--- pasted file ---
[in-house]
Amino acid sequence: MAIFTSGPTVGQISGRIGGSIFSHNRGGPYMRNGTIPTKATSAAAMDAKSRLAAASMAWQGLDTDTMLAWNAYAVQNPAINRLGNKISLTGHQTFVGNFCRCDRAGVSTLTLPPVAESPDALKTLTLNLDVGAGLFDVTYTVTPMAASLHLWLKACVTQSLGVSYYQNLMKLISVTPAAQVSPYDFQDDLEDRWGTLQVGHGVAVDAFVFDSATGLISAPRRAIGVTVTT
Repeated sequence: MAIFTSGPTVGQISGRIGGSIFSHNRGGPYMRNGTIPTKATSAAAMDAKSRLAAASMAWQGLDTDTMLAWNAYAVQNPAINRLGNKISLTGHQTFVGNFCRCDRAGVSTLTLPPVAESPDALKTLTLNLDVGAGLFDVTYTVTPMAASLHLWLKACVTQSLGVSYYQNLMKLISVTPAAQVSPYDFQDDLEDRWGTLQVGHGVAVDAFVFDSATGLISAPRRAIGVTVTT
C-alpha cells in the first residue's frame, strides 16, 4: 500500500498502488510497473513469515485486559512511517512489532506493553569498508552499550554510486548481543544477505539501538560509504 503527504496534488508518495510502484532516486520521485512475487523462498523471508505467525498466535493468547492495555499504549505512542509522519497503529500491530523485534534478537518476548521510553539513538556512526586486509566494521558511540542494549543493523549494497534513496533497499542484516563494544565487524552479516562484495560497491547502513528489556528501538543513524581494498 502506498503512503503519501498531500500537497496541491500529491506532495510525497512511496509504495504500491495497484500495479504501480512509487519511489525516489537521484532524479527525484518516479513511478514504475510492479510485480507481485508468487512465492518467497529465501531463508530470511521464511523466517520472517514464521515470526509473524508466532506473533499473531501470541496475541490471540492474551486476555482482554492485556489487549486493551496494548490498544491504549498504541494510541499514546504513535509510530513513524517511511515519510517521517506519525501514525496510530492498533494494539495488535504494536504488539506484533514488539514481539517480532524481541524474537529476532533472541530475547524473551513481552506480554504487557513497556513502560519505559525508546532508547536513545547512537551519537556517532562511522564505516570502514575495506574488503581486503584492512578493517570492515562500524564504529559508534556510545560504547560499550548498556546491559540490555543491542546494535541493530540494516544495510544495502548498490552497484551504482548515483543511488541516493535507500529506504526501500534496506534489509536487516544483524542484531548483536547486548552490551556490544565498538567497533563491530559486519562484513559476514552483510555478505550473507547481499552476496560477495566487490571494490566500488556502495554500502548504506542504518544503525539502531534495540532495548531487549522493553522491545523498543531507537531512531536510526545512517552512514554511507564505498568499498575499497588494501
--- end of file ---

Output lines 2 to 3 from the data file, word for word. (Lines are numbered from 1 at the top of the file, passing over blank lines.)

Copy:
Amino acid sequence: MAIFTSGPTVGQISGRIGGSIFSHNRGGPYMRNGTIPTKATSAAAMDAKSRLAAASMAWQGLDTDTMLAWNAYAVQNPAINRLGNKISLTGHQTFVGNFCRCDRAGVSTLTLPPVAESPDALKTLTLNLDVGAGLFDVTYTVTPMAASLHLWLKACVTQSLGVSYYQNLMKLISVTPAAQVSPYDFQDDLEDRWGTLQVGHGVAVDAFVFDSATGLISAPRRAIGVTVTT
Repeated sequence: MAIFTSGPTVGQISGRIGGSIFSHNRGGPYMRNGTIPTKATSAAAMDAKSRLAAASMAWQGLDTDTMLAWNAYAVQNPAINRLGNKISLTGHQTFVGNFCRCDRAGVSTLTLPPVAESPDALKTLTLNLDVGAGLFDVTYTVTPMAASLHLWLKACVTQSLGVSYYQNLMKLISVTPAAQVSPYDFQDDLEDRWGTLQVGHGVAVDAFVFDSATGLISAPRRAIGVTVTT